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July 15, 2013
Little benefit in Tier III gas standards, says API

A study commissioned by the American Petroleum Institute (API) questions the benefits of reductions in airborne PM-2.5 that will result from EPA’s proposed Tier III vehicle emissions and fuel standards regulations.  The proposed rule (May 21, 2013, FR) would lower the maximum annual average sulfur content of gasoline from the current 30 parts per million (ppm) to 10 ppm beginning January 1, 2017. 

Based on the study, the API asserts that virtually all the benefits of gasoline sulfur reductions were achieved with the Tier II standards, which lowered gasoline sulfur content from 300 ppm.  The added capital cost for refiners to achieve the “relatively small additional improvements” in PM air pollution under the proposed Tier III standards could approach $10 billion with “little environmental benefit,” says the API.

Deaths prevented

According to the Agency, the proposed Tier III vehicle and fuel standards together would “reduce dramatically emissions of NOx, VOC, PM-2.5, and air toxics.”   The EPA estimates that by 2030, the annual emissions reductions of the Tier 3 standards would annually prevent between 670 and 1,700 PM-related premature deaths.   The Agency says the proposed sulfur standards are similar to levels already being achieved in California, Europe, Japan, South Korea, and several other countries.

Compliance costs disputed

But, according to ENVIRON International Corporation, API’s contractor, the Tier II standards would reduce peak monthly 24-hour PM-2.5 concentrations by no more than 0.2 micrograms per cubic meter (µg/m3). This compares to the 5.8µg/m3 reductions in summertime monthly maximum 24-hour PM-2.5 concentrations expected as a direct result of the transition from the Tier I to the Tier II standards.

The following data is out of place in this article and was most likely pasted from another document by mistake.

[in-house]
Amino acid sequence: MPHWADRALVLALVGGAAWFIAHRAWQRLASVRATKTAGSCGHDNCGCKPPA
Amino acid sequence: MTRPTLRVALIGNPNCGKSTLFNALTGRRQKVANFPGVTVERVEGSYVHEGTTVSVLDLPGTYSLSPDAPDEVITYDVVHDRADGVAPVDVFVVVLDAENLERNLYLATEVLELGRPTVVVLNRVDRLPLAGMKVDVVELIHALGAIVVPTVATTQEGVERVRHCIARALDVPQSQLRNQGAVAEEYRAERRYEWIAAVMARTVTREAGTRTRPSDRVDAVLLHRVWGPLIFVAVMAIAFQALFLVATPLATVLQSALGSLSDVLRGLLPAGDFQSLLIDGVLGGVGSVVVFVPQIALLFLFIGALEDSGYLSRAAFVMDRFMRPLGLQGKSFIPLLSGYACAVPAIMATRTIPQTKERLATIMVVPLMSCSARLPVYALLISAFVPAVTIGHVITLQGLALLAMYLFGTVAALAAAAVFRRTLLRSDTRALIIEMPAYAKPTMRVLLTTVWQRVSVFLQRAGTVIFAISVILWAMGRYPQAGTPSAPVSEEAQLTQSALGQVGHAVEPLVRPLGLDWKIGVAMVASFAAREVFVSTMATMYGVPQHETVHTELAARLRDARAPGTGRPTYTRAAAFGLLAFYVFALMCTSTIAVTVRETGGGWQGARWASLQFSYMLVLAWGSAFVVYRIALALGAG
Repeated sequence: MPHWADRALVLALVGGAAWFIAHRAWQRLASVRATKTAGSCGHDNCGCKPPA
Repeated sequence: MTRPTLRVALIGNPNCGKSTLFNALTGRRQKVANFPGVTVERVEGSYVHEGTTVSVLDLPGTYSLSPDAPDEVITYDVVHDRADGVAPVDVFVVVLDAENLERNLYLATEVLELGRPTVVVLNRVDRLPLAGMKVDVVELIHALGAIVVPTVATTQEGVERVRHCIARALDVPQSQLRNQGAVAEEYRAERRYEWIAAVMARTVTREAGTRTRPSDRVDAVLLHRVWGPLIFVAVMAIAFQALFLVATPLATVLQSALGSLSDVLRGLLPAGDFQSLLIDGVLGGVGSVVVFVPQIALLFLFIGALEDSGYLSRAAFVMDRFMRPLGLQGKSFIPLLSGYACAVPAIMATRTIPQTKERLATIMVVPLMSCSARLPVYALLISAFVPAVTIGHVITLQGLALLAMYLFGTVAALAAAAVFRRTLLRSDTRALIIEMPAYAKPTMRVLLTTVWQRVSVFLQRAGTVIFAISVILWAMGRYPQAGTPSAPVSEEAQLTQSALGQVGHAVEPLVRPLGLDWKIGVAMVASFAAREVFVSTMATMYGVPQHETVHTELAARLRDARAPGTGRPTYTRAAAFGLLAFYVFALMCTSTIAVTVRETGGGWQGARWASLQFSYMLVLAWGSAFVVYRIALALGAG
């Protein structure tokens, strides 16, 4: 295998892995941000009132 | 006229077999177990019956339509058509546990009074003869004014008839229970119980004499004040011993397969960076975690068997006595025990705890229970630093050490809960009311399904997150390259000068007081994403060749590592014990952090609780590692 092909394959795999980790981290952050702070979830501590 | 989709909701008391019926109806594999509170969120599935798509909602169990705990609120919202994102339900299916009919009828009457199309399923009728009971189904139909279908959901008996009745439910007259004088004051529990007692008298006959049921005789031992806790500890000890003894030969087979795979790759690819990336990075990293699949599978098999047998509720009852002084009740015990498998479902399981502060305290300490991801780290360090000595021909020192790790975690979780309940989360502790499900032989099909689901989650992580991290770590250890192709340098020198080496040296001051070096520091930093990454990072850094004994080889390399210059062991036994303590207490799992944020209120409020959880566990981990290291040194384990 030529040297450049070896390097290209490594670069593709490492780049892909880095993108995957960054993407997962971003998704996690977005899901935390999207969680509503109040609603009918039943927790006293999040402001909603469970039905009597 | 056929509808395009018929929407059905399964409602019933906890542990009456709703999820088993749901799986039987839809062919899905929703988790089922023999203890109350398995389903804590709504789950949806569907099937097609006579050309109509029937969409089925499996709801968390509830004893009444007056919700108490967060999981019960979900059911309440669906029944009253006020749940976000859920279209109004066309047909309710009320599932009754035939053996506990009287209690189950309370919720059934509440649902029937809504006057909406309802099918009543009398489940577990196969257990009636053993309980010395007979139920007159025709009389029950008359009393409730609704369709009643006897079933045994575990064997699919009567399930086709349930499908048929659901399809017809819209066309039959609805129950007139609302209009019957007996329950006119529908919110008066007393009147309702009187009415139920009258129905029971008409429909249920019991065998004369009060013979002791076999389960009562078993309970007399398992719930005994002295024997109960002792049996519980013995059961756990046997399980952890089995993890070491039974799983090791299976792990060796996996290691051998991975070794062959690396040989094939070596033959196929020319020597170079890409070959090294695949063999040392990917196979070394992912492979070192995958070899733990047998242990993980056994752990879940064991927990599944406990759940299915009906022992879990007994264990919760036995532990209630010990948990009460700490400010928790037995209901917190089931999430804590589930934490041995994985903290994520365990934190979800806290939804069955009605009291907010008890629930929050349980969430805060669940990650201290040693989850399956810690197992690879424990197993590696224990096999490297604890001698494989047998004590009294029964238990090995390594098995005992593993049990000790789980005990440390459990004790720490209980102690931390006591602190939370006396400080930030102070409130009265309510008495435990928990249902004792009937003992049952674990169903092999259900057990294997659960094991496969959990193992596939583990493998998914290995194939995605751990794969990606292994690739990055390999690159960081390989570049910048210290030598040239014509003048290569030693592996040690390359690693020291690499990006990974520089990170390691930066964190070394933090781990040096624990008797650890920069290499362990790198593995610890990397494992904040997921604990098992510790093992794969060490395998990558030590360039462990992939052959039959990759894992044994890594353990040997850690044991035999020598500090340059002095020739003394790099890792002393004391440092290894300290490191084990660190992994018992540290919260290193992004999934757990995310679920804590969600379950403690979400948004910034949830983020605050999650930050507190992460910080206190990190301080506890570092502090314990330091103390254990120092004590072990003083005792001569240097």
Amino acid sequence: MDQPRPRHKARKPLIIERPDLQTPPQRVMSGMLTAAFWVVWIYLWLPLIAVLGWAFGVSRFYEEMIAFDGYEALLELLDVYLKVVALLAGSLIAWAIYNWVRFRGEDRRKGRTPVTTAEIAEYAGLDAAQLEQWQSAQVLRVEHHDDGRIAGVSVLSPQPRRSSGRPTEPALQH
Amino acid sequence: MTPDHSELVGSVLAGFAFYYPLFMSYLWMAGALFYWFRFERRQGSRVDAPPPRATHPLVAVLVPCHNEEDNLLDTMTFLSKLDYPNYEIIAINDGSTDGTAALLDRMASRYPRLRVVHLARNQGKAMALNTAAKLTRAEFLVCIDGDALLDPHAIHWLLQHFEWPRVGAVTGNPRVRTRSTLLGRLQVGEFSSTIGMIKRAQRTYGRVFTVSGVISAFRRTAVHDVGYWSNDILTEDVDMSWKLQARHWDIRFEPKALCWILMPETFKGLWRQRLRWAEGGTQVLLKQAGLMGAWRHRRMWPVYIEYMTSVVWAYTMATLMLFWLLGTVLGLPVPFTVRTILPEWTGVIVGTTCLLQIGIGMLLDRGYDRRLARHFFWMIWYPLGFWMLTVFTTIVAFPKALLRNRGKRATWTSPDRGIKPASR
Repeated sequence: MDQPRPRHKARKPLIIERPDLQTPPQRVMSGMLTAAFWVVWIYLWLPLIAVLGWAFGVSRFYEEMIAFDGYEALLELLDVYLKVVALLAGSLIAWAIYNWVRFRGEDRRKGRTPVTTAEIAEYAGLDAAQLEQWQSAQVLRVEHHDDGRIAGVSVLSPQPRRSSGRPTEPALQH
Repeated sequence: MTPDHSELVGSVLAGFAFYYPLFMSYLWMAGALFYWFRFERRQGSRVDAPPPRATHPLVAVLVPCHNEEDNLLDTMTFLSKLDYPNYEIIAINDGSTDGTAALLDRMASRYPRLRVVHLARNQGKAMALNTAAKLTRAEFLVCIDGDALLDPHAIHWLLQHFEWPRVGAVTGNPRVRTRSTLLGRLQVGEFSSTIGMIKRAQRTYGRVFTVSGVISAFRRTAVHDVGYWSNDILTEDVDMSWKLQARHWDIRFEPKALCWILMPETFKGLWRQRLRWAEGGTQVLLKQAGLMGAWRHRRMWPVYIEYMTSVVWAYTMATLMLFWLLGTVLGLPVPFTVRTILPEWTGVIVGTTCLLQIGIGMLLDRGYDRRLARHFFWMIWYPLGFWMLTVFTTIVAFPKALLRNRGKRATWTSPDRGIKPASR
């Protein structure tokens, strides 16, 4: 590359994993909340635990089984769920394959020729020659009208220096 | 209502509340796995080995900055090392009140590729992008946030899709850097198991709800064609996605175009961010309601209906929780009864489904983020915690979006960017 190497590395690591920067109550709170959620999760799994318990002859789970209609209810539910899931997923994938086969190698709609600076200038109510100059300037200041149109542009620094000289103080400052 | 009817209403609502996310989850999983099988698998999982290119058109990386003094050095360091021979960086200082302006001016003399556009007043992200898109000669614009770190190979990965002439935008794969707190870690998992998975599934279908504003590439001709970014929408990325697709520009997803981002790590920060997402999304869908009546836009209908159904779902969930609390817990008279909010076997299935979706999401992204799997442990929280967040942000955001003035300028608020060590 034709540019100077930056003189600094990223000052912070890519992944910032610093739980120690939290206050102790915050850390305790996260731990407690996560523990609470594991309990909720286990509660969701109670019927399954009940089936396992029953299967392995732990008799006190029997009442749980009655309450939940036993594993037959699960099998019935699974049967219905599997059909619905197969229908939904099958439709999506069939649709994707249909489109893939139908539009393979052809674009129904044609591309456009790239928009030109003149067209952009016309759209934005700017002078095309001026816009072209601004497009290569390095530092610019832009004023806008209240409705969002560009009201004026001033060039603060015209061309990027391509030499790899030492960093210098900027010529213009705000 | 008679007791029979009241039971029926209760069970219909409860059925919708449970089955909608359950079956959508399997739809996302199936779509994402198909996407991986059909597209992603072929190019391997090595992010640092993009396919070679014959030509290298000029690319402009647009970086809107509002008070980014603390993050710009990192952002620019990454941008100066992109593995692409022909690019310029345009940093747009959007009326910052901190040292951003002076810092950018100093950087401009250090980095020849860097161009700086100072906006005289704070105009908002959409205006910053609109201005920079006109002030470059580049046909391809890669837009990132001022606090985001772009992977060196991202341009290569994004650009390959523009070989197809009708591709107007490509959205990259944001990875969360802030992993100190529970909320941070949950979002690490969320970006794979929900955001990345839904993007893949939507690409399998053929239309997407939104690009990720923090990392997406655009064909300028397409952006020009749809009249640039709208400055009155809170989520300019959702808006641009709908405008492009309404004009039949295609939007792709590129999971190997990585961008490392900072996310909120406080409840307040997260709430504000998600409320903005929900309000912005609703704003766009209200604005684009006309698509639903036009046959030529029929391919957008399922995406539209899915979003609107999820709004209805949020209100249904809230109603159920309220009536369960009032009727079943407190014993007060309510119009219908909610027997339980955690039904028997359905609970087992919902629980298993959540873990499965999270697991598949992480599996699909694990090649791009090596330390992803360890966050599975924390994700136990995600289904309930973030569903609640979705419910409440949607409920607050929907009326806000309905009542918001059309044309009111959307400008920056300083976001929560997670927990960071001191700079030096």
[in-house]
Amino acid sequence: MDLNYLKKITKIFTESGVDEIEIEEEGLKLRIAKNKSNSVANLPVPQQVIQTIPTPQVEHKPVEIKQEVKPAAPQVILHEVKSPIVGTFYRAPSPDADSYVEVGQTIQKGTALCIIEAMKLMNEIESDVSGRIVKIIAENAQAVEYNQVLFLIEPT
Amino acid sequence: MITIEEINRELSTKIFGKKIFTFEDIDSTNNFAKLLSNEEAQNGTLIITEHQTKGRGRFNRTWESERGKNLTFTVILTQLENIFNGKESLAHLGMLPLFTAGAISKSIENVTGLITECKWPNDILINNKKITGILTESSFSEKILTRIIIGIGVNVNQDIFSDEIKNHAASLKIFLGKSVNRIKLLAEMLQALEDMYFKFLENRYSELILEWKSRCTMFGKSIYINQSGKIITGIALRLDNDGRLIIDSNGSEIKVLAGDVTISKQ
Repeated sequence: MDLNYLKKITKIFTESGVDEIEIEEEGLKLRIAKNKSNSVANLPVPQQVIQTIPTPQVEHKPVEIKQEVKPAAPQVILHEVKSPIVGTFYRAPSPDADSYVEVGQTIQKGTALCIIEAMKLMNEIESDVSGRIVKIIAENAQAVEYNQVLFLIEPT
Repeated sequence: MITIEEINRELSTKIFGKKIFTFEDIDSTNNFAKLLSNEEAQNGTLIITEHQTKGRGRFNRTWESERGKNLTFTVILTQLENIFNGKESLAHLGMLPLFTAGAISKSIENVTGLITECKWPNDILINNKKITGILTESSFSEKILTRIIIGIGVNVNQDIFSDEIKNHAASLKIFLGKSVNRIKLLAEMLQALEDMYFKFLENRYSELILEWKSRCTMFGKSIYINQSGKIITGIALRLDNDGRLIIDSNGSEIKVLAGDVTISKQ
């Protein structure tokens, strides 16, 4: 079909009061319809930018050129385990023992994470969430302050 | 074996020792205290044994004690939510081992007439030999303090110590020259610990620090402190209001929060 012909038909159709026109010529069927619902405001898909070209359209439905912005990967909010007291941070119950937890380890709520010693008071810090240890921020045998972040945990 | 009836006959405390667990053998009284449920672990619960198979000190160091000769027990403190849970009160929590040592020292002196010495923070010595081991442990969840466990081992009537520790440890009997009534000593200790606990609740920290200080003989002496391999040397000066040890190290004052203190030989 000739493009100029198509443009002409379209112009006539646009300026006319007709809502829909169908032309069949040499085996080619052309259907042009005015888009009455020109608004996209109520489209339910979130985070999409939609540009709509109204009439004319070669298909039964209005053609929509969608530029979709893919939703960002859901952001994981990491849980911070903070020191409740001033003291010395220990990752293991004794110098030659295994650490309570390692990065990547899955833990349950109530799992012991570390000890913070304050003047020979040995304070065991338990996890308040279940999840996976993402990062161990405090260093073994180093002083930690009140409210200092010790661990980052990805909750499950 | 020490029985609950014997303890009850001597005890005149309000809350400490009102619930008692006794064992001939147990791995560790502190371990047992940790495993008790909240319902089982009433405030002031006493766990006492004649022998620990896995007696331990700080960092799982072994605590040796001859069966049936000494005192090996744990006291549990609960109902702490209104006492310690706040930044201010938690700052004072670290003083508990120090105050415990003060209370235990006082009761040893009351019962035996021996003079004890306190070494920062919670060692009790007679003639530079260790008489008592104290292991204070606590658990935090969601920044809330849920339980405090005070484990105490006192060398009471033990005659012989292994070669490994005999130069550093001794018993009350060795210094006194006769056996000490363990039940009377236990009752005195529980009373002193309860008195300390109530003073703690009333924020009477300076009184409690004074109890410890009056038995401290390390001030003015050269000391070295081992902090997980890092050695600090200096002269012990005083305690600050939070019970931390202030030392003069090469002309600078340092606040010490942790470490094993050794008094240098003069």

Estimates of per gallon manufacturing cost increases resulting from the proposed Tier III standards vary considerably.  The EPA puts the figure at about 1 cent per gallon, while industry says it will be closer to 6 to 9 cents per gallon.  But that is only part of the problem for the API.

“Tier 3 is just one of several ill-conceived EPA regulations that would adversely impact refineries and could hurt consumers,” said Howard Feldman, API’s director of regulatory and scientific affairs, at a press briefing.  Citing another study, Feldman says a possible vapor pressure reduction requirement could increase refinery costs as much as 25 cents per gallon when combined with the new Tier III rules. 

“Then there are other refinery regulations on the horizon, such as the refinery sector rule, new ozone NAAQS requirements, and greenhouse gas controls for refineries,” added Feldman.  “Together these rules could not only put upward pressure on energy prices, they also could severely discourage business expansion and new development and deprive the nation of much-needed new jobs.”

Americans in favor?  

Supporters of the proposal point to a January 2013 poll of 800 registered voters commissioned by the American Lung Association (ALA).  A 2-to-1 majority (62 percent to 32 percent) support EPA setting stricter standards on gasoline and tightening limits on tailpipe emissions from new vehicles, reported the ALA, and only 17 percent of voters believe the EPA is exceeding its legal mandate to ensure air quality.

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